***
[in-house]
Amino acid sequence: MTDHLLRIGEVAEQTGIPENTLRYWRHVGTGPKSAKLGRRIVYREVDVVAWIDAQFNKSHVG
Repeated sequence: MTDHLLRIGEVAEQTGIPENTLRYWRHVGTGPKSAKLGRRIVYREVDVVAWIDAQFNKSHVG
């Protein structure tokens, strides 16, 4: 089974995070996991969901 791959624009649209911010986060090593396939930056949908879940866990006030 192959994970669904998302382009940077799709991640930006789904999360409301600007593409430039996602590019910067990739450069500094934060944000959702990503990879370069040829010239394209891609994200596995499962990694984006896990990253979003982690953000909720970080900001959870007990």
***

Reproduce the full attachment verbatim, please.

[in-house]
Amino acid sequence: MTDHLLRIGEVAEQTGIPENTLRYWRHVGTGPKSAKLGRRIVYREVDVVAWIDAQFNKSHVG
Repeated sequence: MTDHLLRIGEVAEQTGIPENTLRYWRHVGTGPKSAKLGRRIVYREVDVVAWIDAQFNKSHVG
């Protein structure tokens, strides 16, 4: 089974995070996991969901 791959624009649209911010986060090593396939930056949908879940866990006030 192959994970669904998302382009940077799709991640930006789904999360409301600007593409430039996602590019910067990739450069500094934060944000959702990503990879370069040829010239394209891609994200596995499962990694984006896990990253979003982690953000909720970080900001959870007990």